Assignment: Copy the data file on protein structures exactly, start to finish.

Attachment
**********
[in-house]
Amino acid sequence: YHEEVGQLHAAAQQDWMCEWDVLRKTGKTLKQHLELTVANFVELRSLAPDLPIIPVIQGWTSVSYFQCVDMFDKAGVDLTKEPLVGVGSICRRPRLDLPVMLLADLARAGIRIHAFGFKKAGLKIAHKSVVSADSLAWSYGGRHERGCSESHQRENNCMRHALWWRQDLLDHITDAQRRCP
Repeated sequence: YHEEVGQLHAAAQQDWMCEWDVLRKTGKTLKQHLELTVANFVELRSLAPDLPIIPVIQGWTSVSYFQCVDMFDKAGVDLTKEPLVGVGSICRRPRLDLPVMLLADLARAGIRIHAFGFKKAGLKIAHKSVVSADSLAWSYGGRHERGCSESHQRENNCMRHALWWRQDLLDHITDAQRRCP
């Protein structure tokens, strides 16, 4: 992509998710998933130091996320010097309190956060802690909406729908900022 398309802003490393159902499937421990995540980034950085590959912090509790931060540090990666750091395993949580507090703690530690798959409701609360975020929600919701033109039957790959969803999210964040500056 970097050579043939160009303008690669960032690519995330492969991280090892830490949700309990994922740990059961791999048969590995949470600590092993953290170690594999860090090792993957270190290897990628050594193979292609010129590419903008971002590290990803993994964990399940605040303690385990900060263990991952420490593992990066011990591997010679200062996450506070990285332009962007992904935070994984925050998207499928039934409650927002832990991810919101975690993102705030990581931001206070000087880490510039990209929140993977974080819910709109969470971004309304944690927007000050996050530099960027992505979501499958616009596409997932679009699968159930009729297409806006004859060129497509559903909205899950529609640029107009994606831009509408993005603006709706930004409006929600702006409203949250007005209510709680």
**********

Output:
[in-house]
Amino acid sequence: YHEEVGQLHAAAQQDWMCEWDVLRKTGKTLKQHLELTVANFVELRSLAPDLPIIPVIQGWTSVSYFQCVDMFDKAGVDLTKEPLVGVGSICRRPRLDLPVMLLADLARAGIRIHAFGFKKAGLKIAHKSVVSADSLAWSYGGRHERGCSESHQRENNCMRHALWWRQDLLDHITDAQRRCP
Repeated sequence: YHEEVGQLHAAAQQDWMCEWDVLRKTGKTLKQHLELTVANFVELRSLAPDLPIIPVIQGWTSVSYFQCVDMFDKAGVDLTKEPLVGVGSICRRPRLDLPVMLLADLARAGIRIHAFGFKKAGLKIAHKSVVSADSLAWSYGGRHERGCSESHQRENNCMRHALWWRQDLLDHITDAQRRCP
């Protein structure tokens, strides 16, 4: 992509998710998933130091996320010097309190956060802690909406729908900022 398309802003490393159902499937421990995540980034950085590959912090509790931060540090990666750091395993949580507090703690530690798959409701609360975020929600919701033109039957790959969803999210964040500056 970097050579043939160009303008690669960032690519995330492969991280090892830490949700309990994922740990059961791999048969590995949470600590092993953290170690594999860090090792993957270190290897990628050594193979292609010129590419903008971002590290990803993994964990399940605040303690385990900060263990991952420490593992990066011990591997010679200062996450506070990285332009962007992904935070994984925050998207499928039934409650927002832990991810919101975690993102705030990581931001206070000087880490510039990209929140993977974080819910709109969470971004309304944690927007000050996050530099960027992505979501499958616009596409997932679009699968159930009729297409806006004859060129497509559903909205899950529609640029107009994606831009509408993005603006709706930004409006929600702006409203949250007005209510709680």